If Mexican clubs hadn't started providing pro soccer opportunities for Mexican-American talent, the USA's historic win at Azteca Stadium may not have happened.
For one, Michael Orozco Fiscal scored the USA’s winning goal on Wednesday and was one of five Mexican-Americans fielded by Jurgen Klinsmann who got their pro starts in Mexico.
Eight years ago, at age 18, Orozco had finished his youth career with the Irvine Strikers. He had trials with Chivas USA and the Los Angeles Galaxy. They may have recognized his talent, but didn’t have in place a development program that would suit a young player not ready for prime time.
Mexican clubs, on the other hand, have long had ambitious youth programs and highly competitive reserve leagues.
Orozco got a trial with Necaxa while the Mexican club was training in Southern California, where Orozco was born and raised by parents who had emigrated from Mexico. Necaxa invited him to move south of the border.
"I got paid about $200 a month," said Orozco, who started out playing on Necaxa’s reserve team in the second division. "They provided housing, at their club house, and food, so it was possible to live on that, but it wasn't easy.
"It was difficult and frustrating. There were several times when I wanted to go home. I spent a lot of time on the phone with my parents. But I kept at it, hoping for a break with the first team."
It never happened with Necaxa, but when Coach Raul Arias left for another First Division club, San Luis, he asked Orozco to follow.
In August 2006, nearly two years after arriving in Mexico, Orozco made his First Division debut, three minutes into which he was red-carded. But six months later, he was back in the first team and after playing 32 First Division games was called up top the USA’s U-23 team for Olympic qualifying.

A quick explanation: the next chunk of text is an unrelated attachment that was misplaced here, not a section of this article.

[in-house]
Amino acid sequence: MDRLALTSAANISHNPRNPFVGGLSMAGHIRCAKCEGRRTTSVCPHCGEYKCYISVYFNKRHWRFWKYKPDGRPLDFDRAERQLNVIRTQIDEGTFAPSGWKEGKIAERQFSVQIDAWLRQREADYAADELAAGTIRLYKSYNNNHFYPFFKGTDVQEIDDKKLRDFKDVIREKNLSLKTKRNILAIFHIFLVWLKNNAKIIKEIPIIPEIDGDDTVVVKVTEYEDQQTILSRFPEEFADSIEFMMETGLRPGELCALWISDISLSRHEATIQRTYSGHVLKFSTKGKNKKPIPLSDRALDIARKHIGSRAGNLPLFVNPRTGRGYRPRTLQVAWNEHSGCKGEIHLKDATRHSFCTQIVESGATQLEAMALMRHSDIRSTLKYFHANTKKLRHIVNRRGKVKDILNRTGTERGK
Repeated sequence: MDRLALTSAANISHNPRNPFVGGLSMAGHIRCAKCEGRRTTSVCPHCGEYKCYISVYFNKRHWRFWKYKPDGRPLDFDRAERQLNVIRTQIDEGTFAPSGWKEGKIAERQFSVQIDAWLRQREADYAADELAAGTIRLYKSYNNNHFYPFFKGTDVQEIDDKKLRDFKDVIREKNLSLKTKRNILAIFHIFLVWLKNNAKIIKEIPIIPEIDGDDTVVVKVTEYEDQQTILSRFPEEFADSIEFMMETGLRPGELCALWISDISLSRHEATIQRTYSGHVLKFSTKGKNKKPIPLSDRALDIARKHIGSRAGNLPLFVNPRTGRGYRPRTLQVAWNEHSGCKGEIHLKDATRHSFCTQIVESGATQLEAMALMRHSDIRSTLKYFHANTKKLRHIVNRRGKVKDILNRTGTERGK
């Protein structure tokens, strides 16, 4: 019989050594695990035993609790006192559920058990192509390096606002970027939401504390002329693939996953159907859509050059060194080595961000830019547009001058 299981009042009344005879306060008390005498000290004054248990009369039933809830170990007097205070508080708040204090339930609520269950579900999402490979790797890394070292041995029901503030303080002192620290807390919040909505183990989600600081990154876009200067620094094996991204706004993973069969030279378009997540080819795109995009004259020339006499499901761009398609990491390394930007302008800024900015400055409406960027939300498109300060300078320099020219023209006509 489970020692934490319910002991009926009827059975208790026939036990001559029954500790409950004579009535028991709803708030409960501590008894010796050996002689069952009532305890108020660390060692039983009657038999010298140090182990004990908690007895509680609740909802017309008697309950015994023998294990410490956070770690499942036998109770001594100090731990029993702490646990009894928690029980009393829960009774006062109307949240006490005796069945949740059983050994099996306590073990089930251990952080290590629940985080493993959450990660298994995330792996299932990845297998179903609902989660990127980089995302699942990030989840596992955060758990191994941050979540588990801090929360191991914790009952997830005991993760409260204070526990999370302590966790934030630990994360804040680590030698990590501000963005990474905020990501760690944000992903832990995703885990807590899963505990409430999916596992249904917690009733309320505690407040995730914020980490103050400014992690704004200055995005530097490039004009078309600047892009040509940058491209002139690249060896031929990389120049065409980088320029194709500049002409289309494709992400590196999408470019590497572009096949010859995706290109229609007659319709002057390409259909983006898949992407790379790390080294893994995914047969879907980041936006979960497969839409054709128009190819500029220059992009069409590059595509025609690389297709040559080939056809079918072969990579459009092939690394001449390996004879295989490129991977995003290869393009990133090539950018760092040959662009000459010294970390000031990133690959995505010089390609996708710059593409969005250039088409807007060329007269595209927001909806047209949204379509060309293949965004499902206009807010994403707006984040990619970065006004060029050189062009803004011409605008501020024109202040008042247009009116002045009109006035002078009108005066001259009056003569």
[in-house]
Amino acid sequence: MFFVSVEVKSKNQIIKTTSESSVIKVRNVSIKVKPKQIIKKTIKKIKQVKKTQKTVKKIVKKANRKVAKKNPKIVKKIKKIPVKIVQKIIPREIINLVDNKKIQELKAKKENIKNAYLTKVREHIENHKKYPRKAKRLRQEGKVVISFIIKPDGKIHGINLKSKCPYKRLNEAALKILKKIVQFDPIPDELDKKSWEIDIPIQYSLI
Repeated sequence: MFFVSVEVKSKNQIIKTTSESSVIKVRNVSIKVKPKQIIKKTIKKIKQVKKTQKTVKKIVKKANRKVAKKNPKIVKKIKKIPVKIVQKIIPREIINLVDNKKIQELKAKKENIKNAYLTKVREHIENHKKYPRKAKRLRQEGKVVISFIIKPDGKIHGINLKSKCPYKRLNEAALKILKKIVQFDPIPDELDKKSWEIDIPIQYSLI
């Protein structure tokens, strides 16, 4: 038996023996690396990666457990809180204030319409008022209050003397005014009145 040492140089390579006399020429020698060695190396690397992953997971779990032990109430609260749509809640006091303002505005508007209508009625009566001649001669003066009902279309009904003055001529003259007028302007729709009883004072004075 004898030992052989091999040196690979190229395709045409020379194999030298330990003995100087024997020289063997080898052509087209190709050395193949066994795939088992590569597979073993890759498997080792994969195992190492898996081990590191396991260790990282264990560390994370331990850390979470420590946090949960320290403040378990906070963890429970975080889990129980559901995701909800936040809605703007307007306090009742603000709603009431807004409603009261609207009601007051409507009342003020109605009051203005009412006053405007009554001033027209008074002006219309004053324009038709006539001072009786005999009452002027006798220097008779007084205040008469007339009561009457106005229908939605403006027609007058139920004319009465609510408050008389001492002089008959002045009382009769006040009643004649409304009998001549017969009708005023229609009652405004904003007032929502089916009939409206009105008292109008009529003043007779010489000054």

He helped the USA reach the Beijing Games, where he started all three games. The 2008 Olympics ended badly, though, when he was ejected in the 2-1 loss to Nigeria that eliminated the USA.
He moved back into San Luis’ starting lineup upon his return from the Olympics. In 2010, he spent a season with MLS’s Philadelphia Union -- playing for his former Olympic team coach Peter Nowak -- before returning the San Luis.
Orozco had played one game for the USA’s full national team, under Coach Bob Bradley, in 2008 and returned to the fold when Klinsmann took over in 2011.
Klinsmann started three Mexican-based Mexican-American players on Wednesday – Edgar Castillo, Jose Torres and Herculez Gomez. Joe Corona entered the game on the 89th minute. Orozco entered the game in the 77th minute and scored three minutes later.
The Texan Torres, 24, and New Mexico product Castillo, 25, both moved to Mexico as teens when they saw no opportunities in their homeland. (“Too small” was the reaction both were subjected to by U.S. coaches charged with finding talent.)
Both Torres and Castillo have won titles with Mexican clubs. We’d likely have never heard of either of them -- or Orozco -- had Mexican clubs not provided them a place to develop their talent.
So Mexico has been playing a role in U.S. player development that, on Wednesday, contributed to its first loss to the USA on Mexican soil.